Bahti Meskerem: More than Just Another Day
By: Dr. Fikrejesus Amahazion
On 1 September 1961, now 59 years ago, the Eritrean independence movement transitioned from street demonstrations, non-violence and peaceful protest, to active, armed resistance. Years before, on 20 September 1949, the United Nations General Assembly (UNGA) decided to send a second commission of inquiry into Eritrea to explore a potential “solution [to] the problem of Eritrea.” In the delegation’s subsequent report about their visit to the country, Sir Zafrulla, the Pakistani representative, warned, “An independent Eritrea would obviously be better able to contribute to the maintenance of peace (and security) than an Eritrea federated with Ethiopia against the true wishes of the people. To deny the people of Eritrea their elementary right to independence would be to sow the seeds of discord and create a threat in that sensitive area of the Middle East.” These words would prove to be highly prophetic. After a lengthy international process seeking to develop an appropriate solution to the Eritrea question, on 2 December 1950, United Nations Resolution 390 (V) was passed by the UNGA. Resolution 390 (V), which was backed and sponsored by the United States, extinguished Eritreans’ hopes and aspirations for independence, federating Eritrea with Ethiopia as “an autonomous unit … under the sovereignty of the Ethiopian Crown.”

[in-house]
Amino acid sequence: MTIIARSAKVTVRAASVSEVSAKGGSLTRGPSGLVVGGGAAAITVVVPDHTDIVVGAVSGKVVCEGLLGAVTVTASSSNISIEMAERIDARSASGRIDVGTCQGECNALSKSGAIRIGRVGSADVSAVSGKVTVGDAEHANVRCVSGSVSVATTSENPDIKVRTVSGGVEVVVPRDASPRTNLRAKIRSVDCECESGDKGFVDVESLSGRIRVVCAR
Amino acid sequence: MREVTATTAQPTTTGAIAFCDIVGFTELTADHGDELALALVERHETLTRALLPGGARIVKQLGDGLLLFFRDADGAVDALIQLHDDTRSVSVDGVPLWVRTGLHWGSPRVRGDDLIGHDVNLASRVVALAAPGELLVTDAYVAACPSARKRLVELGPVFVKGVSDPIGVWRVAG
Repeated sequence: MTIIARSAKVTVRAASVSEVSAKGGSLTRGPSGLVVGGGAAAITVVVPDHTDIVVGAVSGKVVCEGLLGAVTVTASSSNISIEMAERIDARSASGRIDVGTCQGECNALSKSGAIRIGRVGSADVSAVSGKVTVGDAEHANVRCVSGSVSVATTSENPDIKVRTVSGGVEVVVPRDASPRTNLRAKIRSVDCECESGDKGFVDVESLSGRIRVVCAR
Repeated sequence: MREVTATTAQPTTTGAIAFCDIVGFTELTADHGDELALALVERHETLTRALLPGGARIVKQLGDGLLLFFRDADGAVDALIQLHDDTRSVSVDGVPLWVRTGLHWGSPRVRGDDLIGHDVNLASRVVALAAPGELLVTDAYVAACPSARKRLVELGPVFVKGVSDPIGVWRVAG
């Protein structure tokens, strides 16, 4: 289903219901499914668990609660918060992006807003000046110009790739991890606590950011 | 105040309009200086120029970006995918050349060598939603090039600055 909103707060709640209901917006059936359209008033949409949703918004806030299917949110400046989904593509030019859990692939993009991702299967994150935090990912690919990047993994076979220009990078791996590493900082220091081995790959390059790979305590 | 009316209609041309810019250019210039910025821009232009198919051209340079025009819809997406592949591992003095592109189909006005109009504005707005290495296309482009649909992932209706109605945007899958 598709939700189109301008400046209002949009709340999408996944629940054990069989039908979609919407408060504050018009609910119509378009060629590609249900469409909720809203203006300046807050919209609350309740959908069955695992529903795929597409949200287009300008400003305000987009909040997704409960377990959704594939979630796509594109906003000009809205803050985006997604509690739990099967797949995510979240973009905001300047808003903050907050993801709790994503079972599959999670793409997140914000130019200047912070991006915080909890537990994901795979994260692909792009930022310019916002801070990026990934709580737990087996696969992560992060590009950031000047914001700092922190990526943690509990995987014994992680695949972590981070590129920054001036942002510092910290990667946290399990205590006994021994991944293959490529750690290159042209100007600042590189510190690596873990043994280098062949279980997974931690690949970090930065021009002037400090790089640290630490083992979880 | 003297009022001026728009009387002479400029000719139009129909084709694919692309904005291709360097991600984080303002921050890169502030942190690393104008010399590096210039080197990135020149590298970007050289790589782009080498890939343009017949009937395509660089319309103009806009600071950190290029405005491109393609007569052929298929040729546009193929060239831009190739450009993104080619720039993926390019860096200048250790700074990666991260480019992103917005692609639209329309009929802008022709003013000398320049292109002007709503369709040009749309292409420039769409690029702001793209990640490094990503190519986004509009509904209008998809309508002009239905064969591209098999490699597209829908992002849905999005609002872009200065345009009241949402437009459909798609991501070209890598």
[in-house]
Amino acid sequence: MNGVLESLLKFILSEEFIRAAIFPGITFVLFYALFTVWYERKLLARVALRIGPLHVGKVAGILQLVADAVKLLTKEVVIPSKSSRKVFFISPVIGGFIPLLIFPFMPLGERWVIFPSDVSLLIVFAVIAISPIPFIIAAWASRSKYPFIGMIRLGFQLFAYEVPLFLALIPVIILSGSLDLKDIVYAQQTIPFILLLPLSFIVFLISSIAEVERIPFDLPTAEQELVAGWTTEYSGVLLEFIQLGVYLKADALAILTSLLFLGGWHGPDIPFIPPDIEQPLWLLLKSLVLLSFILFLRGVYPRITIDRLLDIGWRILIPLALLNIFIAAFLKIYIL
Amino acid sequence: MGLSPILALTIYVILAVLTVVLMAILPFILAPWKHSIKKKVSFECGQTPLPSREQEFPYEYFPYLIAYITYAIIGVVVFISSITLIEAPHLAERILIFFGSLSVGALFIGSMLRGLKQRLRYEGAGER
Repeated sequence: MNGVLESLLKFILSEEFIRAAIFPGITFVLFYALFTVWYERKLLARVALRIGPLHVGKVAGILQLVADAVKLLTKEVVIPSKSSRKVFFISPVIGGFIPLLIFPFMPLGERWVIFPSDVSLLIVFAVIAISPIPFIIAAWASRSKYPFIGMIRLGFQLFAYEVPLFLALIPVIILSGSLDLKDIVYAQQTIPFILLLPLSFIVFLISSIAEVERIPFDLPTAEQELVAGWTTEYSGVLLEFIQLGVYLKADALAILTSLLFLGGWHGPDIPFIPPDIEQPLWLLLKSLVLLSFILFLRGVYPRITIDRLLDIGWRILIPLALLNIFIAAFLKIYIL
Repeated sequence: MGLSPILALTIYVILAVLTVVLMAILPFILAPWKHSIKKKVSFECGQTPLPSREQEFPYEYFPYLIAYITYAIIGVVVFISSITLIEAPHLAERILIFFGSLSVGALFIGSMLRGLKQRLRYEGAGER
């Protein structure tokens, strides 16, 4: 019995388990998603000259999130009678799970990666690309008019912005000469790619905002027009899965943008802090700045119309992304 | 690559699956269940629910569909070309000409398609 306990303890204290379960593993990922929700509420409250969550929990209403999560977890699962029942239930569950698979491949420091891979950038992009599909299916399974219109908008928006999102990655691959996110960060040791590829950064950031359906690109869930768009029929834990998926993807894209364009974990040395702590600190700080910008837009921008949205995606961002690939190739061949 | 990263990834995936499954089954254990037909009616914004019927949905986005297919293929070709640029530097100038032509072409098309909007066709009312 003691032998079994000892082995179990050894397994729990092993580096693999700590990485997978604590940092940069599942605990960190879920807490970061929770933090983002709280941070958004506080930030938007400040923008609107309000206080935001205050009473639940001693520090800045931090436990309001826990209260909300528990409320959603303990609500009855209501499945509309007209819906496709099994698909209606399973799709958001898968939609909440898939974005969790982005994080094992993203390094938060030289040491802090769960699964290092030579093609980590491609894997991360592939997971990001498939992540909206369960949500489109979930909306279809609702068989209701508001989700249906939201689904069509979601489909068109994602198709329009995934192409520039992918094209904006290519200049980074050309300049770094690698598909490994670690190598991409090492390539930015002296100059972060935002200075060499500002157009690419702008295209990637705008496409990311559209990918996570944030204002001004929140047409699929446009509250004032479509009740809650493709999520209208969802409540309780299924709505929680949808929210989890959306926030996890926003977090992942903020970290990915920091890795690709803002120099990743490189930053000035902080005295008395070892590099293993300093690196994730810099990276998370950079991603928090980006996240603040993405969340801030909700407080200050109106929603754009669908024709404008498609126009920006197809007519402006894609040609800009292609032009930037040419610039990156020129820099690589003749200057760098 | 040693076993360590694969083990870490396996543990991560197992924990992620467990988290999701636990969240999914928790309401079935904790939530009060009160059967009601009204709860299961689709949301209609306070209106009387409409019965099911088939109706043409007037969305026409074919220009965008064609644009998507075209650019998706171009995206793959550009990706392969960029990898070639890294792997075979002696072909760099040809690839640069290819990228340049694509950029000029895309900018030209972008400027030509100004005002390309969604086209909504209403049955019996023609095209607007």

Although the Eritrean people’s inviolable and inalienable right to self-determination was denied, contrary to principles recognized by the United Nations and unlike the other Italian colonies that received independence at the end of World War II (i.e., Libya and Somalia [Italian Somaliland]), Eritreans were largely relieved that the country was not dismembered. They also generally sought to make the best of the federal structure. The terms of the international resolution stipulating that Eritrea was to be an autonomous unit meant that Eritrea was to possess legislative, executive, and judicial powers in the field of domestic affairs, while the jurisdiction of Ethiopia was to extend to defense, foreign affairs, and international trade.
However, Ethiopia, an absolute monarchy ruled by Emperor Haile Selassie, viewed the federal structure with disdain and contempt. Almost immediately from the outset, the Emperor began to violate the terms of the federal arrangement; just nineteen days after the federal arrangement was officially ratified and came into force, the imperial regime committed its first violation, through Proclamation 130. The Emperor’s views of the arrangement calling for Eritrea’s autonomy were made unmistakably clear in a speech he delivered to the Eritrean Assembly on 22 March 1955, where he declared: “There are no internal or external affairs as far as the office of his Imperial Majesty’s representative is concerned, and there will be none in the future. The affairs of Eritrea concern Ethiopia as a whole and the Emperor.” Eventually, the entire Eritrean constitution would be replaced, while the Eritrean flag was replaced by that of Ethiopia. Eritreans were also banned from speaking or using their own languages (such as Arabic and Tigrinya), with Amharic, the dominant language of Ethiopia, being made the official language. Press freedoms were abolished, Eritreans were forced to dissolve their political parties and trade unions, and whole industries were relocated from Asmara to Addis Ababa.